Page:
Bonjour, Paris!

The thing about being in Paris is that when you wake up in the morning, you're in Paris, which looks like Paris.  And then it just continues being Paris all day.  I'm sure there are situations in which this is not at all desirable, but I am not experiencing any of those situations and, as such, I am ridiculously happy.

Place des Voges

Place des Voges

For several weeks, I have been in places where I do not speak the language, where people--seemingly all people--speak excellent to flawless English, and have been nothing but helpful, but where, nonetheless, bus stops are unpronouncable and I was obliged to meet all conversational openings with a vaguely apologetic smile.  Then--poof--as though the window through which I was viewing the world was no longer tinted, that was no longer true.

It is relaxing to understand.  Not only what is being said, but what is going on. To know already how to use the metro; or that to get into the building, you need to enter the code, but to get out , you need to push a button to release the door; to be able to distinguish among the 10,000 kinds of yogurt available in any grocery store; or, once I've made my way to the Seine, to be able to walk without a map to a bar I once liked. To be able, occasionally, to jay walk.  This is not to say that I don't get completely turned around every time I step out of the metro or, true to form, instinctively walk in the wrong direction, but of everywhere I've been, I still feel most at home in Paris.

In the spirit of honestly, I feel I should admit that currently, I am prisoner of both torpor and the accursed washing machine, so it's not all rose-colored glasses.  It is nearly 7pm and still about 90 degrees out, which makes me far more interested in going to sleep than A) writing this B) taking a shower C) going out to Participate.  Additionally, I don't feel I ought to go until this stupid duvet cover has made it successfully through the wash cycle and is recuperating on the drying rack, but, though I pressed the button that should have shortened the wash cycle by an hour, it appears to have doubled it at the very least.  As of this moment, this one article of bedding has been in the washing machine for 2 hours and 16 minutes.  (I know because having learned a thing or two about washing machines in Amsterdam, I decided to time it.) Why is that even a possible setting?  What in the world could be that dirty?  Tomorrow, I suppose I'll need to get up at 6am so I can wash the towels before I go and still make my 11:30am train.  [It clocked in at 2 hours and 28 minutes.  I don't even know what to say about that.]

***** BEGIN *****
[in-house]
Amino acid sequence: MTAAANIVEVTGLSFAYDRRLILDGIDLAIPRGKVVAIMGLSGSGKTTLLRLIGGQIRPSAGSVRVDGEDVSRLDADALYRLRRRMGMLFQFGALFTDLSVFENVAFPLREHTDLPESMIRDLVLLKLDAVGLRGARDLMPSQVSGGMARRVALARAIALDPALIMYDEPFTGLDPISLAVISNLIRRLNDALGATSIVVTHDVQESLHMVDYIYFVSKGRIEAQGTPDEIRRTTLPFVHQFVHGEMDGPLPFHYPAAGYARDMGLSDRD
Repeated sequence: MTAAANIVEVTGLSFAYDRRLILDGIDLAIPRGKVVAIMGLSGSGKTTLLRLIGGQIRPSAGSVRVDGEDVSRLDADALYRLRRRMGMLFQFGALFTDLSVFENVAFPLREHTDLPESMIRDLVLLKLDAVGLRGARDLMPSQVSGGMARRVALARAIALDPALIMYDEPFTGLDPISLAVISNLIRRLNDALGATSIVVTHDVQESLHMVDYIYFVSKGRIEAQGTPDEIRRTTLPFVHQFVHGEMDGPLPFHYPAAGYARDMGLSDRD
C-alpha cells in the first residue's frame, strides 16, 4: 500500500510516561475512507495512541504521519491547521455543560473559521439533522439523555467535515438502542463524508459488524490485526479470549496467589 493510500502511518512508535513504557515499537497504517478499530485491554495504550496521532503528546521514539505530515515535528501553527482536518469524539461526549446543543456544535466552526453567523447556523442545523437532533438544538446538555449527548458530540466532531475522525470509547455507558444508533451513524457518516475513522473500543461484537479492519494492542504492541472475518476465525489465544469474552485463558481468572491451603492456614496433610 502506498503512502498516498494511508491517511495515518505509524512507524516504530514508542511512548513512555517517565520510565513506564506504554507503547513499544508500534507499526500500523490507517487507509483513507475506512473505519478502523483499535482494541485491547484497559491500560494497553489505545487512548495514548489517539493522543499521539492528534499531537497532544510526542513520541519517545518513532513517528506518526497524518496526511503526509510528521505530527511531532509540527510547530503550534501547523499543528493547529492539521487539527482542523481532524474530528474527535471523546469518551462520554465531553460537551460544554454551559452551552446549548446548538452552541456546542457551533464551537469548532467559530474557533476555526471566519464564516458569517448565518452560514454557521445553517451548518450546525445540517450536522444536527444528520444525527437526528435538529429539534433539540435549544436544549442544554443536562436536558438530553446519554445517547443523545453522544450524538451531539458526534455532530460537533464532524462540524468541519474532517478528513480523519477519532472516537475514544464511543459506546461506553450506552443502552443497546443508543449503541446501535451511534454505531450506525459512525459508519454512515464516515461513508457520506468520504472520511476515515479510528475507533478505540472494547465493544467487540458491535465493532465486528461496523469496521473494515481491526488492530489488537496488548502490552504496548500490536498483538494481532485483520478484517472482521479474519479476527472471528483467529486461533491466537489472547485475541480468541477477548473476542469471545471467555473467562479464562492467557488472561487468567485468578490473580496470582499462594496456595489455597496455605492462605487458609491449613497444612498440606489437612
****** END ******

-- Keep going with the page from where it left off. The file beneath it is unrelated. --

I arrived on Bastille Day, which, strangely, I think I've never been here for before. I nearly missed the fireworks, still finishing dinner at 11pm, when they started, but hastening Seine-ward in a happy glow primarily induced by hastily quaffed Sancerre, I came upon a group of people standing more or less single file in a diagonal line across a courtyard.  I realized that by orienting oneself just so, la Tour Eiffel was visible between some trees and the corner of the large building right in front of us.  Not perhaps ideal, but since the large building in this case was the Louvre, I thought it was fair enough.  My camera is in no way capable of capturing a rather distant firework display, but you can believe me when I tell you that it was magnificent--sparkling showers shooting out from and spiraling around the tower, which itself glittered as though diamond encrusted.  Vive la France.

Oh man, this building's in the way

Oh man, this building's in the way

 

From there I went to the Bal des Pompiers, which is an annual celebration hosted for the public in firehouses all around the city.  Basically, imagine a nightclub, only it's a firehouse courtyard and only five out of 500 people are not smoking.  This, unsuprisingly, is another atmosphere beyond the scope of my camera to capture.  Generally: crowded, jubilant, loud, smoky.

Actual, bona fide pompiers, aka, very young Frenchmen who are trained to save your life.

Actual, bona fide pompiers, aka, very young Frenchmen who are trained to save your life.